This week, the Trump administration inaugurated the new American embassy in Jerusalem. The celebration in Israel was palpable; the embassy move came amidst the national celebration of the 70th anniversary of the creation of the state. The streets filled with Jews of all sorts, cheering and dancing.
Meanwhile, on the Gaza border, Hamas broadened its monthlong campaign to break down the Israel border, staging border "protests" attended by thousands — including terrorists who have used the supposed protests as a staging point for violent attacks on Israeli troops and territory. Palestinian terrorists have caused mass chaos, throwing Molotov cocktails at troops, attempting to rush the border, flinging explosives and tying incendiaries to kites in an attempt to set Israeli territory alight. The Israeli Defense Forces have responded with restraint. Despite this, a few dozen Palestinians have been killed, not the hundreds or thousands Hamas would presumably prefer.
But even as Yahya Sinwar, leader of Hamas in Gaza, suggested that "more than 100,000 people could storm the fence" between Israel and Gaza, and as 23-year-old Mohammed Mansoura announced, "We are excited to storm and get inside ... to kill, throw stones," the media covered the slow-rolling terror assault as a form of peaceful protest. A New York Times headline read "Israeli Troops Kill Dozens of Palestinian Protesters." A Wall Street Journal headline reads "Scores Killed, Thousands Injured as Palestinians Protest US Embassy Opening In Jerusalem."
Never mind that the riots had been going on for weeks preceding the embassy opening. Never mind that Hamas and the Palestinian Authority could quickly and permanently end all violence simply by stopping the violence. The real issue, according to the press, is President Trump and his Israeli friends.
What drives the leftist press's coverage? Simply put, antipathy to the West. Israel is seen as an outpost of colonialism by leftists, and has been since the 1967 war. Then-President Barack Obama expressed the view well in his 2009 speech in Cairo, suggesting that Israel's rationale relied on its "tragic history" that "culminated in an unprecedented Holocaust." In this view, the Palestinians were shunted aside in favor of providing national reparations to Jews; the Jews took their Western ways into the heart of a foreign region.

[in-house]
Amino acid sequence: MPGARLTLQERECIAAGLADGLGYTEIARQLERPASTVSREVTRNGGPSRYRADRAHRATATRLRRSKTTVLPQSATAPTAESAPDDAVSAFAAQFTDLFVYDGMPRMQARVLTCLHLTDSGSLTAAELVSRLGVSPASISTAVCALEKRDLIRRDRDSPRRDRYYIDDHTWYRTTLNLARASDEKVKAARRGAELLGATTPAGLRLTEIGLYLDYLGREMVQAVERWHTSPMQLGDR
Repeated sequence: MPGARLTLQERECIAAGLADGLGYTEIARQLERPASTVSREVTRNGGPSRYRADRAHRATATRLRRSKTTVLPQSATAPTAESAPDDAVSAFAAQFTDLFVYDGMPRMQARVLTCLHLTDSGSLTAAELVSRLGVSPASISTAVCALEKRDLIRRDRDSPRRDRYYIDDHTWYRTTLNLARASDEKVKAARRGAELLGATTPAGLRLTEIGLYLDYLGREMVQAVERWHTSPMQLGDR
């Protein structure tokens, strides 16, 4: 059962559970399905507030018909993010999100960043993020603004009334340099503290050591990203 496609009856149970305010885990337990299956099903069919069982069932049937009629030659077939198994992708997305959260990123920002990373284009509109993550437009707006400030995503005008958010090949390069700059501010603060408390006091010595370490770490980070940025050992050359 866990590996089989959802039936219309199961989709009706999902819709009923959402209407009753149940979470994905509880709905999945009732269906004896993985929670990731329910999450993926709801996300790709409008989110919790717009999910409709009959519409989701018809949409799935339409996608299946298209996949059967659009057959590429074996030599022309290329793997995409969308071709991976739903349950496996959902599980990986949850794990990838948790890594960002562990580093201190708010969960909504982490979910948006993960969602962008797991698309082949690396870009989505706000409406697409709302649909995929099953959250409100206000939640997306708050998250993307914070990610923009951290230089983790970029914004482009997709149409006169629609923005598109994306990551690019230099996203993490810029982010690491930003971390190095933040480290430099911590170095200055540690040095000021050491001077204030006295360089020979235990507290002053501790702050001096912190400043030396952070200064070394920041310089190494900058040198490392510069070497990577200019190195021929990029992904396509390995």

This isn't true. The living proof of that is Israel's eternal connection to Jerusalem. That's why both radical Muslims (including the Palestinian leadership) and the far left deny Israel's historic bond with its homeland and hope desperately to stop public recognition of that bond. If Israel exists because Jewish connection pre-existed everything else, then Israel isn't a new outpost of the West; it's the oldest center of the West. That's why Trump's announcement is important: It's a recognition that the West was founded on Jerusalem, rather than the other way around.
Peace will come when everyone recognizes what Trump has recognized: The Jewish connection to Jerusalem is unbreakable. And peace will come when Israel's enemies realize that violence can't change that underlying fact.
Ben Shapiro, 34, is a graduate of UCLA and Harvard Law School, host of "The Ben Shapiro Show" and editor-in-chief of DailyWire.com. He is The New York Times best-selling author of "Bullies." He lives with his wife and two children in Los Angeles.